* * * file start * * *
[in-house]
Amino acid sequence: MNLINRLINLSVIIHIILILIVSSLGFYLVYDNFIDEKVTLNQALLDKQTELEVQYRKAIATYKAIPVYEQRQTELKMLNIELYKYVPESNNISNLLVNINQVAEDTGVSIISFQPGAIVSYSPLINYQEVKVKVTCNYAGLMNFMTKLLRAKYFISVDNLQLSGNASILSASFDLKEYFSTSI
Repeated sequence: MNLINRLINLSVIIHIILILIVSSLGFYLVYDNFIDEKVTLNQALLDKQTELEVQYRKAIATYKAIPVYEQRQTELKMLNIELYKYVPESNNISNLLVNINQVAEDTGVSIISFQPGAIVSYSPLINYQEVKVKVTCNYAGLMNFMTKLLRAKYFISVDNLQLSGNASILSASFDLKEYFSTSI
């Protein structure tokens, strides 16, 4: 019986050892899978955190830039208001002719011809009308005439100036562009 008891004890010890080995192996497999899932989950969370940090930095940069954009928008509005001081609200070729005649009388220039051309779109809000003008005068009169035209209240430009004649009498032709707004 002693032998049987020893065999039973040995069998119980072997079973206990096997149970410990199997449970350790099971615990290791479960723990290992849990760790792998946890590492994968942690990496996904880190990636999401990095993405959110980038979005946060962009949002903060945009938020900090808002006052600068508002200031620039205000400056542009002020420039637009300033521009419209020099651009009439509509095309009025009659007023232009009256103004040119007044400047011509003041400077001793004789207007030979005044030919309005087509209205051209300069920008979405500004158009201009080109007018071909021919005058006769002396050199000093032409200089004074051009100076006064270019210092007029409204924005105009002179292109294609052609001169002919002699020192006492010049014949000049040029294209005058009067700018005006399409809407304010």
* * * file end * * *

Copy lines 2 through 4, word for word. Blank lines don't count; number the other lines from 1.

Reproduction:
Amino acid sequence: MNLINRLINLSVIIHIILILIVSSLGFYLVYDNFIDEKVTLNQALLDKQTELEVQYRKAIATYKAIPVYEQRQTELKMLNIELYKYVPESNNISNLLVNINQVAEDTGVSIISFQPGAIVSYSPLINYQEVKVKVTCNYAGLMNFMTKLLRAKYFISVDNLQLSGNASILSASFDLKEYFSTSI
Repeated sequence: MNLINRLINLSVIIHIILILIVSSLGFYLVYDNFIDEKVTLNQALLDKQTELEVQYRKAIATYKAIPVYEQRQTELKMLNIELYKYVPESNNISNLLVNINQVAEDTGVSIISFQPGAIVSYSPLINYQEVKVKVTCNYAGLMNFMTKLLRAKYFISVDNLQLSGNASILSASFDLKEYFSTSI
């Protein structure tokens, strides 16, 4: 019986050892899978955190830039208001002719011809009308005439100036562009 008891004890010890080995192996497999899932989950969370940090930095940069954009928008509005001081609200070729005649009388220039051309779109809000003008005068009169035209209240430009004649009498032709707004 002693032998049987020893065999039973040995069998119980072997079973206990096997149970410990199997449970350790099971615990290791479960723990290992849990760790792998946890590492994968942690990496996904880190990636999401990095993405959110980038979005946060962009949002903060945009938020900090808002006052600068508002200031620039205000400056542009002020420039637009300033521009419209020099651009009439509509095309009025009659007023232009009256103004040119007044400047011509003041400077001793004789207007030979005044030919309005087509209205051209300069920008979405500004158009201009080109007018071909021919005058006769002396050199000093032409200089004074051009100076006064270019210092007029409204924005105009002179292109294609052609001169002919002699020192006492010049014949000049040029294209005058009067700018005006399409809407304010």